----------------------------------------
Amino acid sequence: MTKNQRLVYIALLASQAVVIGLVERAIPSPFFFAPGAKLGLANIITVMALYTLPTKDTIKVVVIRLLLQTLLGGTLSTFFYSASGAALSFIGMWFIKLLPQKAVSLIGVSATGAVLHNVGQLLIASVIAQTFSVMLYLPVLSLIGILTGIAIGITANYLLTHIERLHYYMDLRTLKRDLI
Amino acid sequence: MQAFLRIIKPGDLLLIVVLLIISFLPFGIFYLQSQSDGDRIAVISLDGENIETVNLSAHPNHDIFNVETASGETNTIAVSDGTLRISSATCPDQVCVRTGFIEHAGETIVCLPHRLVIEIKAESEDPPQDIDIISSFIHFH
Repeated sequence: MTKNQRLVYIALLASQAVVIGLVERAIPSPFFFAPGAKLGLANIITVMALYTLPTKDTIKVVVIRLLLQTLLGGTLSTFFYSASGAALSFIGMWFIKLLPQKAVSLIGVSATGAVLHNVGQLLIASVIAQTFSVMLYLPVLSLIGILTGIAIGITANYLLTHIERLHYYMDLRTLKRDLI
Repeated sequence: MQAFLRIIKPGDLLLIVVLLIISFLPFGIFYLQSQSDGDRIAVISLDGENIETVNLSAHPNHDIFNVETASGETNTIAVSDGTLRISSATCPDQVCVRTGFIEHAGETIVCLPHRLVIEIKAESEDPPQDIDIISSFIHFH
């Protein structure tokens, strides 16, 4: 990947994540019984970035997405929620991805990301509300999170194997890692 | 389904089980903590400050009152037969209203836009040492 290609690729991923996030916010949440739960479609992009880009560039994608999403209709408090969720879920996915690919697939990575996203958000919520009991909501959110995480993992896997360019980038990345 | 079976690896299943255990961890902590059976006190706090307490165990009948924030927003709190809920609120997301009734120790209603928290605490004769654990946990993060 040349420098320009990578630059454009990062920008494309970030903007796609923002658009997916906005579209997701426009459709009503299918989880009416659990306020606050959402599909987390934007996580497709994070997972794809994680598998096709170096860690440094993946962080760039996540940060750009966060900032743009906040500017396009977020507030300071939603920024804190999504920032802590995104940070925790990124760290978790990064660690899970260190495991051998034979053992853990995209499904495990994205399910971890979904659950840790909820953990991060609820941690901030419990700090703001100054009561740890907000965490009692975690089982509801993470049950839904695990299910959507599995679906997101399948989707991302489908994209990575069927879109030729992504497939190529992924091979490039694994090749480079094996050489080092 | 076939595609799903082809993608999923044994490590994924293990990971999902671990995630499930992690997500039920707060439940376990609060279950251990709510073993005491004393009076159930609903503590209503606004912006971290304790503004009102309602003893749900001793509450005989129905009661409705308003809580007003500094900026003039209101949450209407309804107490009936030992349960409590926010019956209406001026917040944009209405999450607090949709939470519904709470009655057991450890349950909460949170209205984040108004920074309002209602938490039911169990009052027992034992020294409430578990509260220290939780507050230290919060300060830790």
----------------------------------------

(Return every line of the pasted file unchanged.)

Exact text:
Amino acid sequence: MTKNQRLVYIALLASQAVVIGLVERAIPSPFFFAPGAKLGLANIITVMALYTLPTKDTIKVVVIRLLLQTLLGGTLSTFFYSASGAALSFIGMWFIKLLPQKAVSLIGVSATGAVLHNVGQLLIASVIAQTFSVMLYLPVLSLIGILTGIAIGITANYLLTHIERLHYYMDLRTLKRDLI
Amino acid sequence: MQAFLRIIKPGDLLLIVVLLIISFLPFGIFYLQSQSDGDRIAVISLDGENIETVNLSAHPNHDIFNVETASGETNTIAVSDGTLRISSATCPDQVCVRTGFIEHAGETIVCLPHRLVIEIKAESEDPPQDIDIISSFIHFH
Repeated sequence: MTKNQRLVYIALLASQAVVIGLVERAIPSPFFFAPGAKLGLANIITVMALYTLPTKDTIKVVVIRLLLQTLLGGTLSTFFYSASGAALSFIGMWFIKLLPQKAVSLIGVSATGAVLHNVGQLLIASVIAQTFSVMLYLPVLSLIGILTGIAIGITANYLLTHIERLHYYMDLRTLKRDLI
Repeated sequence: MQAFLRIIKPGDLLLIVVLLIISFLPFGIFYLQSQSDGDRIAVISLDGENIETVNLSAHPNHDIFNVETASGETNTIAVSDGTLRISSATCPDQVCVRTGFIEHAGETIVCLPHRLVIEIKAESEDPPQDIDIISSFIHFH
């Protein structure tokens, strides 16, 4: 990947994540019984970035997405929620991805990301509300999170194997890692 | 389904089980903590400050009152037969209203836009040492 290609690729991923996030916010949440739960479609992009880009560039994608999403209709408090969720879920996915690919697939990575996203958000919520009991909501959110995480993992896997360019980038990345 | 079976690896299943255990961890902590059976006190706090307490165990009948924030927003709190809920609120997301009734120790209603928290605490004769654990946990993060 040349420098320009990578630059454009990062920008494309970030903007796609923002658009997916906005579209997701426009459709009503299918989880009416659990306020606050959402599909987390934007996580497709994070997972794809994680598998096709170096860690440094993946962080760039996540940060750009966060900032743009906040500017396009977020507030300071939603920024804190999504920032802590995104940070925790990124760290978790990064660690899970260190495991051998034979053992853990995209499904495990994205399910971890979904659950840790909820953990991060609820941690901030419990700090703001100054009561740890907000965490009692975690089982509801993470049950839904695990299910959507599995679906997101399948989707991302489908994209990575069927879109030729992504497939190529992924091979490039694994090749480079094996050489080092 | 076939595609799903082809993608999923044994490590994924293990990971999902671990995630499930992690997500039920707060439940376990609060279950251990709510073993005491004393009076159930609903503590209503606004912006971290304790503004009102309602003893749900001793509450005989129905009661409705308003809580007003500094900026003039209101949450209407309804107490009936030992349960409590926010019956209406001026917040944009209405999450607090949709939470519904709470009655057991450890349950909460949170209205984040108004920074309002209602938490039911169990009052027992034992020294409430578990509260220290939780507050230290919060300060830790």